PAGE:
The 2009 ISAF Match Racing World Championship was at stake on morning four of the Monsoon Cup, the final round of the World Match Racing Tour in Kuala Terengganu, Malaysia. When this regatta started Australian Torvar Mirsky and his Match Racing Team crew were number two ranked on the Tour leaderboard and 12 points behind New Zealander Adam Minoprio and his Emirates Team New Zealand BlackMatch Racing Team.
Mirsky was down 0-2 against the defending Monsoon Cup champion, America's Cup and World Match Racing Tour veteran Peter Gilmour (AUS).
|Photos from Malaysia|
The maths showed that if Mirsky was eliminated in the Monsoon Cup quarter finals and Minoprio was to win his battle with Mathieu Richard (FRA), Minoprio would become the 2009 ISAF Match Racing World Champion.
Entering the starting box Minoprio had his game face on... he nailed the start and was two lengths ahead on the left of the course.
Richard was on the right. The two boats came back fast with Richard having gained on the right. After contact at the top mark Minoprio was given a penalty; Richard a red flag, meaning he had to take an immediate penalty.
Minoprio extinguished his penalty and went on to win the match. Dockside the BlackMatch skipper was calm as he said, "We were feeling the pressure a little before that last match. The current is very hard to read, its varying with the tide and there are swirls and eddies. You have to watch the match ahead of you to see who does best, left or right and then it might not mean much anyway."
Mirsky beat Gilmour in the third race; the scoreline was now 1-2.
Mirsky had to win the next match in order to earn a fifth and final match that he would also need to win. Gilmour needed to win the match and then the Monsoon Cup in order to come second on the World Tour.
Mirsky had to finish sixth or worse in order to lose his current second place ranking. Ben Ainslie (GBR) has a sniff at second place if he wins the Monsoon Cup, so all was at stake.
The tension on Mirsky's boat was palpable. They had to win the next two races to keep their World Championship hopes alive.
Coming towards the top mark Gilmour was ahead by half a boat length. Gilmour was inside boat entitled to room; he took Mirsky head to wind but did not keep clear and was given a penalty.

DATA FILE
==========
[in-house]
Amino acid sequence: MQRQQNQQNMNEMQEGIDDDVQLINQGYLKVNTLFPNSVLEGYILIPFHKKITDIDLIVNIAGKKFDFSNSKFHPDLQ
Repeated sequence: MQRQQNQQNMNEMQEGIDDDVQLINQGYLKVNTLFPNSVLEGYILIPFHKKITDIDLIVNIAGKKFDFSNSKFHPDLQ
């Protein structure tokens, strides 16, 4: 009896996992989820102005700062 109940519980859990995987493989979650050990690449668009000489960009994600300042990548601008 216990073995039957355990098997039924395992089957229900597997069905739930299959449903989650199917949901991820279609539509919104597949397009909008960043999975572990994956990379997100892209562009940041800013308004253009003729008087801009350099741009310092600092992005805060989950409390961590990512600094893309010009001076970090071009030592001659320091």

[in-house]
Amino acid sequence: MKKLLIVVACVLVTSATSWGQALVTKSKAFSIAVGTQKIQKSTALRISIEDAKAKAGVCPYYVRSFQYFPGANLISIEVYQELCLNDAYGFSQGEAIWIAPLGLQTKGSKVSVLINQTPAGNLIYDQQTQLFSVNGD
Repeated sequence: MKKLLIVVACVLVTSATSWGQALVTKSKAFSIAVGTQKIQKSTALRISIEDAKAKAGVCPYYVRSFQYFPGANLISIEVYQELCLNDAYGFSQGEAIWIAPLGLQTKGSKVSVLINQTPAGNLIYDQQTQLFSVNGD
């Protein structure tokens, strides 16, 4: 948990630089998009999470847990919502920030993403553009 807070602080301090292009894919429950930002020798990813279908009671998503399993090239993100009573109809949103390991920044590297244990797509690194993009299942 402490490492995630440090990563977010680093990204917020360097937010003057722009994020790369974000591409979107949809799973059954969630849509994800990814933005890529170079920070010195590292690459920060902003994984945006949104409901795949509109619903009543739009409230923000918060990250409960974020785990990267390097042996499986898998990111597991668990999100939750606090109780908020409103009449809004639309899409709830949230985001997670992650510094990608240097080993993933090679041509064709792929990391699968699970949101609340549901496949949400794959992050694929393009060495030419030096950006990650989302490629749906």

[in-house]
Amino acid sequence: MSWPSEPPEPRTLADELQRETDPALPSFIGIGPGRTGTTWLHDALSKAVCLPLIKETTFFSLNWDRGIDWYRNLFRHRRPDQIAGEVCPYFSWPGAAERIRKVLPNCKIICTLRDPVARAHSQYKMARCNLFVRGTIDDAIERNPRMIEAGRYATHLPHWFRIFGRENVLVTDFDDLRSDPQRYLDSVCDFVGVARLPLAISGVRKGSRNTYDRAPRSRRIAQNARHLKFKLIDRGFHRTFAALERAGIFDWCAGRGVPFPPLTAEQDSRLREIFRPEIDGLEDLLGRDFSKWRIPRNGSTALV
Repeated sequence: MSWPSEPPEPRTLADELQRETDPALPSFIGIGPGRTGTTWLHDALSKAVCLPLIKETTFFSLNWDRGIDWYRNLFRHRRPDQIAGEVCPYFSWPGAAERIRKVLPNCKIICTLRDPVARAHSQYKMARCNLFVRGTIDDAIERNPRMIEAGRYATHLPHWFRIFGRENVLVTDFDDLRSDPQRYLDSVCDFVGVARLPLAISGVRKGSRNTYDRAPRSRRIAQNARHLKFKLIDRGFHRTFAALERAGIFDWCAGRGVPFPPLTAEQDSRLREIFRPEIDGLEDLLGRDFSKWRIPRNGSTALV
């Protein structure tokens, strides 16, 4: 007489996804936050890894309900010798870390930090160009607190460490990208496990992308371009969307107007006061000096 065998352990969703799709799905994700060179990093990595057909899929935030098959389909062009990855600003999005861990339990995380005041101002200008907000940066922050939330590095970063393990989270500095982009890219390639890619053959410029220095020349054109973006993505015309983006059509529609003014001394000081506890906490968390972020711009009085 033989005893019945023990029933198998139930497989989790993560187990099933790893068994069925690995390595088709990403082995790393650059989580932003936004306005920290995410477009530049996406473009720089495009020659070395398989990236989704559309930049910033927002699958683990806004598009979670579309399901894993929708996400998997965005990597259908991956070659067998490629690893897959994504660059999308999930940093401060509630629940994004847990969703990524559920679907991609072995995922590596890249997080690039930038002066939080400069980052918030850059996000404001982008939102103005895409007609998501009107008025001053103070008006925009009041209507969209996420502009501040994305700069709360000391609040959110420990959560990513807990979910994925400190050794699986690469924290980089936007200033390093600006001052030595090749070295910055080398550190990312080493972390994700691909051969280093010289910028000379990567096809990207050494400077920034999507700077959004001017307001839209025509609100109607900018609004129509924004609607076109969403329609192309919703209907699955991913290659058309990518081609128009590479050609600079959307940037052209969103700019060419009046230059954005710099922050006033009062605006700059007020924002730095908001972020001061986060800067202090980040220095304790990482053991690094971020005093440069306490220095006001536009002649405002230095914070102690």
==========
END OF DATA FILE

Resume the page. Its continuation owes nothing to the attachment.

Mirsky decided to follow Gilmour, hoping to stay close enough to pounce when Gilmour did his penalty turn. On the third beat Gilmour was 45 metres ahead, looking to do his penalty turn in the best tide. Mirsky closed to 40 metres giving Gilmour no option but do a finishing line spin.
Mirksy finished first, but was penalised and Gilmour won the match.
As the penalty flag went up, there were loud cheers on the balcony overlooking the Pulau Duyong course.
Adam Minoprio is the new ISAF Match Racing World Champion.
It was all black and silver, as Minoprio high fived his crew. There was chaos for a few minutes, with crew, family and supporters all yelling.
Minoprio settled and said "Wow, this is sensational. Talk about lows and highs. Its very tricky out there.
"Yesterday morning we were down, struggling to make the quarters, we just scraped in, now we've made the semis and we are the new World Champions.
"We are gunning for the title.
"Right now we are going to cheer for Phil Robertson. We really want to meet him in the final. That would be perfect."
Alas it was not to be as Robertson was penalised in a vigorous pre-start stoush and Sebastien Col (FRA) won the deciding match of their flight.
Col now heads for the semi finals along with triple Olympic gold medallist Ainslie, defending Monsoon Cup Champion Gilmour and the new World Champion.
Dockside, Mirsky was gracious in defeat, "Congratulations to Adam, he is a worthy World Champion.
"We are obviously disappointed. The match with Gillie [Gimour] was so close, coming towards the finish line, we thought he might complete his turn, so we had to engage. We were sure the penalty would have gone the other way. Tomorrow we will be fighting for fifth and we will be back harder than ever in 2010."
Twenty-four year old Adam Minoprio started sailing in Auckland at age eight. He won his first New Zealand Championship at the age of 12 in the Optimist class. He joined the Royal New Zealand Yacht Squadron's Sailing Academy in 2002 at age 17 and graduated in 2006, that same year winning the Warren Jones International Youth Regatta in Perth in the WA Yachting Foundation's matched fleet of Foundation 36 yachts.
The Warren Jones Regatta prize gave Minoprio expense money and entry to a number of top European match racing events, significantly helping his ranking and experience against the world's top ranked skippers.
The rest is now history.
ISAF Match Racing World Championship Leaderboard
(Top eight teams after Stage 8 of 9)
1. Adam Minoprio (NZL) ETNZ and BlackMatch Racing, 100 Points
2. Torvar Mirsky (AUS) Mirsky Racing Team, 88 Points
3. Ian Williams (GBR) Team Pindar, 75 Points
4. Mathieu Richard (FRA), French Match Racing Team Racing, 74 Points
5. Peter Gilmour (AUS) YANMAR, 71 Points
6. Ben Ainslie (GBR) Team Origin, 65 Points
7. Damien Iehl (FRA) French Match Racing Team, 48 Points
8. Sébastien Col (FRA) French Match Racing Team, 41 Points
The winner of the annual World Match Racing Tour is crowned as ISAF Match Racing World Champion. Find out more at www.sailing.org/matchworlds.